Part II: The War of the Rebellion

This is the third installment of a series of long-form essays on race, history and politics. Previous installments can be found here: Prologue Part I

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No man can serve two masters: for either he will hate the one, and love the other; or else he will hold to the one, and despise the other. Ye cannot serve God and mammon.

                                                                        Matthew 6:24

Perhaps no event was more central to the creation of modern America as the Civil War. The battle waged between North and South, occasioned by the outright rebellion of the slaveholding Southern aristocracy, was fought to preserve the integrity of the Union and, later, to abolish slavery. The scale of the conflict – 250,000 soldiers dead over four years – was matched only by the intensity of its execution.

The war pitted one elemental force of America against another. On one side, the fervent certainty of religious zeal that pushed The Mayflower across the ocean, stirred the murmurs of the Great Awakening, and fueled the abolitionist movement. On the other, what George Packer has called “the default force in American life, organized money”: the elite clique of millionaires that controlled the slave economy of the south, aided and abetted by Northern industrialists and their European counterparts. The two were ground into oblivion by a third, more destructive instinct – our people’s ineffable competence for violence.

Yet for a juncture pivotal to understanding ourselves, the true story of the Civil War has been obscured by the endless recriminations between North and South – the national myth of emancipation against the romanticism of the Lost Cause. The former is the textbook version of the Civil War, where the Union is preserved and slavery vanquished. The latter recasts the Confederacy as gallant gentlemen fighting and dying for abstract constitutional principles, under the umbrella of “state’s rights.”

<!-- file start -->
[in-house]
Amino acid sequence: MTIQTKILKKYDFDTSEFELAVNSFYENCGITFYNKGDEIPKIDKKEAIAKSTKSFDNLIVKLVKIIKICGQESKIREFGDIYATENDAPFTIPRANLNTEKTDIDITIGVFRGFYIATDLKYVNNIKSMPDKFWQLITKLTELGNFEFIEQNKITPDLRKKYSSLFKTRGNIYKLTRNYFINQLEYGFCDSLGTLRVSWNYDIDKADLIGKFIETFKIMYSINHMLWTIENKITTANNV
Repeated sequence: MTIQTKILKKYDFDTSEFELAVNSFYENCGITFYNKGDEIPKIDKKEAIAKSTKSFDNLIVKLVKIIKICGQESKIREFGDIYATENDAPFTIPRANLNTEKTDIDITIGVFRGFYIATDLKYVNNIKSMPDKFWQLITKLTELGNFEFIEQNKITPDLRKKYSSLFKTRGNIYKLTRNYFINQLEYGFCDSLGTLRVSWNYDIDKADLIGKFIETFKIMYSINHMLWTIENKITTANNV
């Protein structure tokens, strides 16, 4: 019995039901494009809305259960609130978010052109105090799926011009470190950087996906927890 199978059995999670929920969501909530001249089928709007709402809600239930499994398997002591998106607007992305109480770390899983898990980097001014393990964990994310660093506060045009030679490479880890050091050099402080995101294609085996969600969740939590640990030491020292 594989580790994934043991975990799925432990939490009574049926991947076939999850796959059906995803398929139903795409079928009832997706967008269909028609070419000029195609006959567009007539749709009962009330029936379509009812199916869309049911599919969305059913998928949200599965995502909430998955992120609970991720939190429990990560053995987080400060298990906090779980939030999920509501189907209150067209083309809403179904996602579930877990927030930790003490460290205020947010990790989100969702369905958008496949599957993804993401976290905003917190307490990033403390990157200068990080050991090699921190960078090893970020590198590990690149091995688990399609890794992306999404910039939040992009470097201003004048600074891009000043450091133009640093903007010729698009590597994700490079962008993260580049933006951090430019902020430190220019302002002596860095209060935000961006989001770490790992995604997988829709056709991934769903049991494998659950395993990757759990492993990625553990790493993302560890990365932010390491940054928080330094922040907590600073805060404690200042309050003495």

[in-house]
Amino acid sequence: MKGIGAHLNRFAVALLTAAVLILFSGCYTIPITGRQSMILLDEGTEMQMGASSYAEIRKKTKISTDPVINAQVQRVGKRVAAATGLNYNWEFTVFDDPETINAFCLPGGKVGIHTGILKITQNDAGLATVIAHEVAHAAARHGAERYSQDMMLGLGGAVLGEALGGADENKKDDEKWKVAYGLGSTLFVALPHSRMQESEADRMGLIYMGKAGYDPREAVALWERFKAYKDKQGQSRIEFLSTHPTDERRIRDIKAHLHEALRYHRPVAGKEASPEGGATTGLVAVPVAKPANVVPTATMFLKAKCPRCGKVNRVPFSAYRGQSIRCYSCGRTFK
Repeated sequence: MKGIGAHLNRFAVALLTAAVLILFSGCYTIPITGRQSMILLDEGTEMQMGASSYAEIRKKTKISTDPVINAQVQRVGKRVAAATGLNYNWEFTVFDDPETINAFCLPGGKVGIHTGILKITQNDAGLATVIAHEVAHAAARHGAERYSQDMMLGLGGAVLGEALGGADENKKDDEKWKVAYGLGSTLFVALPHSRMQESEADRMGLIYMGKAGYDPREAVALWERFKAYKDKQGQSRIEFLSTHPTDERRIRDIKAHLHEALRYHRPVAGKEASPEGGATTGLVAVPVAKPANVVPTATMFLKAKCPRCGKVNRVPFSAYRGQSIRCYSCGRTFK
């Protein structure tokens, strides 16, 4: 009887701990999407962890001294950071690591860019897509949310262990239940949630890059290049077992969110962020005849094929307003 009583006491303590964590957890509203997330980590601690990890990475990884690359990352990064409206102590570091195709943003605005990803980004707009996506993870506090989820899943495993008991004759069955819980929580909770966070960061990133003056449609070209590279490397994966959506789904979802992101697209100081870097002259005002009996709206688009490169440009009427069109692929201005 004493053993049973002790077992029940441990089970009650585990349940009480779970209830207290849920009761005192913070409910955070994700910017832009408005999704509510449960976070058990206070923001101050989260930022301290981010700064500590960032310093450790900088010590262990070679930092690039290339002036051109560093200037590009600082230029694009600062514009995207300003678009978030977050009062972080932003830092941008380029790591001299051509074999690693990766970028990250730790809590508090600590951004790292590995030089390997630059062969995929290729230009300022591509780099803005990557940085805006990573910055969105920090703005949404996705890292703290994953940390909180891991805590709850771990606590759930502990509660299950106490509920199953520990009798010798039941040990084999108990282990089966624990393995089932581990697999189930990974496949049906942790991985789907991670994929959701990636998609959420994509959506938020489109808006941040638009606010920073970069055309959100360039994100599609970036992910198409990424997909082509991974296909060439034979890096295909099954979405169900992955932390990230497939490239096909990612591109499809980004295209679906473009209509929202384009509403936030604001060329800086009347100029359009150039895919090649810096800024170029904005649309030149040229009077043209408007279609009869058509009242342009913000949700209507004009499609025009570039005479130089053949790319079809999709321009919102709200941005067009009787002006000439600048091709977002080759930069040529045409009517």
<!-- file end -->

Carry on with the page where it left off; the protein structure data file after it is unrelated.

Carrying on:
The affinity of Lost Cause apologists for small government, rural traditions and hatred of the federal state made them natural libertarians (strange, given that Jeff Davis’ administration practiced a form of war socialism). Periodically, as seen with the controversy over Ron and Rand Paul’s more colorful associations, the coziness between neo-Confederates and libertarians becomes embarrassing. Yet a number of libertarians have made arguments against the Civil War that are just as unconvincing as those advanced by unreconstructed secessionists.

One example (also trotted out in opposition to 1960s civil rights legislation) is the notion that the war was unnecessary because slavery would have died of natural causes. Some of this is a byproduct of the harm caused by the “constant progress” narrative of American history; some of it is blind faith in markets as institutions. This position ignores the ten years before the conflict where southern senators and congressmen fought mightily to expand slavery into the territories. The election of Lincoln, who opposed expansion, is what led to secession in the first place. Furthermore, to assert that market forces would bring about the demise of slavery ignores the fact that slaves were the largest single financial asset in the US economy in 1860. The British government abolished slavery in 1833 but considered formally recognizing the Confederate government in 1862, so powerful was cotton’s hold on British textile manufacturers.

Overall, libertarian analysis of the Civil War has been sloppy, and more than a little naïve – more concerned with abstract principles and rhetorical arguments than truly understanding what the war was really about.

The war, of course, was about slavery, which makes the absence of black Americans from the record revealing. War of 1812 boosters notwithstanding, the Civil War was the nation’s true second revolution, the culmination of the enduring struggle waged by slaves and their sympathizers since the country’s birth.